On the eve of a meeting between officers of the right- wing 92 Group and the Prime Minister tonight - fixed before the row over hostile comments attributed to Norman Lamont - Downing Street let it be known that thoughts of a reshuffle were not on Mr Major's mind.
There were also clear signs last night that even within the 92 Group's ranks opinions were divided over the wisdom of a reshuffle before the local and European elections in May and June.
This will make it easier tonight for Mr Major to resist a shopping list of demands from backbench right-wingers, ranging from further deep cuts in public spending to an outright pledge not to return to the European exchange rate mechanism.
But while Mr Major is determined to hold on to the Prime Ministerial prerogative of reshuffling his Cabinet according to his own designs, Downing Street is bracing itself for an aftershock from Mr Lamont in the wake of a contested report in the Times magazine that Mr Lamont regards Mr Major as 'weak and hopeless'.
The former Chancellor of the Exchequer says in the BBC Radio 4 programme On the Ropes, to be broadcast on Thurday morning, that he is 'determined to fight another day', that his resignation speech last year revealed 'only a part' of his disquiet over the way government was being conducted, and that his dismissal from the Treasury was not 'John Major's finest hour'.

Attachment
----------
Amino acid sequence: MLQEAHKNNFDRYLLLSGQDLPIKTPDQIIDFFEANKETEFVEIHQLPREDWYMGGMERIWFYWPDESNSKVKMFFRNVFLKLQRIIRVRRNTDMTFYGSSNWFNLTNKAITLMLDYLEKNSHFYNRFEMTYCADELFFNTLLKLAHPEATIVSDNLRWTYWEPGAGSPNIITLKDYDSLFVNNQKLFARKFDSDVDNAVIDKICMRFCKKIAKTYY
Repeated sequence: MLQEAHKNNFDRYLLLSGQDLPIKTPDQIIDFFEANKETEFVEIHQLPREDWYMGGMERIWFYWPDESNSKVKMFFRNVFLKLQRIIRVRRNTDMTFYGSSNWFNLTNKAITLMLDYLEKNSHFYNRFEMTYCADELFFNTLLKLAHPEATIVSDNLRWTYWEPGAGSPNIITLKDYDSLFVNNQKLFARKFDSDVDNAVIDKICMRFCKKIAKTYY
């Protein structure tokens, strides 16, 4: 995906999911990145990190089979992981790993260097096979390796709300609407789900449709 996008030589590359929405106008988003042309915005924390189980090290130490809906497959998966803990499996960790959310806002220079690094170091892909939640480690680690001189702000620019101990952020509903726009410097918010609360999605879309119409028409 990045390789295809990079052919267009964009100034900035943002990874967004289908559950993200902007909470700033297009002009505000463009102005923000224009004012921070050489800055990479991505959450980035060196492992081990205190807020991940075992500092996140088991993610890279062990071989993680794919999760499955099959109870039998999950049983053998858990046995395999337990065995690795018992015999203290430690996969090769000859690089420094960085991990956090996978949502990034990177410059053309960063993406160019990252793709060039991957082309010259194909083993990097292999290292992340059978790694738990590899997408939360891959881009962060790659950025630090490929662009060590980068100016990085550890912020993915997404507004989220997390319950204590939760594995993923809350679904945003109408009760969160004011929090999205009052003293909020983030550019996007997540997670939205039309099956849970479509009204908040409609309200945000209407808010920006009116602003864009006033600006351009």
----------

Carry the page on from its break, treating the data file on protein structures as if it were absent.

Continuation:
In what will be seen as a hint that he believes Mr Major's period as Prime Minister is finite, Mr Lamont says: 'I would like one day to return to government. I think it would be very difficult for me to work with John Major again. I don't think that's likely to happen.'
The atmosphere of Tory instability was intensified by the repeat of an exhortation to Mr Major by the normally judicious George Walden, MP for Buckingham, to shun 'moronic sloganising'. And a single Essex party branch - Mistley near Maningtree - passed a vote of no confidence in Mr Major.
Michael Portillo, Chief Secretary to the Treasury, and increasingly talked up as a right-wing contender for the leadership, was wheeled out yesterday to refute a weekend analysis - which has fuelled right-wing unrest - suggesting that public spending was now rising faster than at any time since the Barber boom in the 1970s.
Mr Portillo insisted that the real growth in total public spending of 1.4 per cent a year 'compares very favourably with the control applied by previous governments'.Reuse content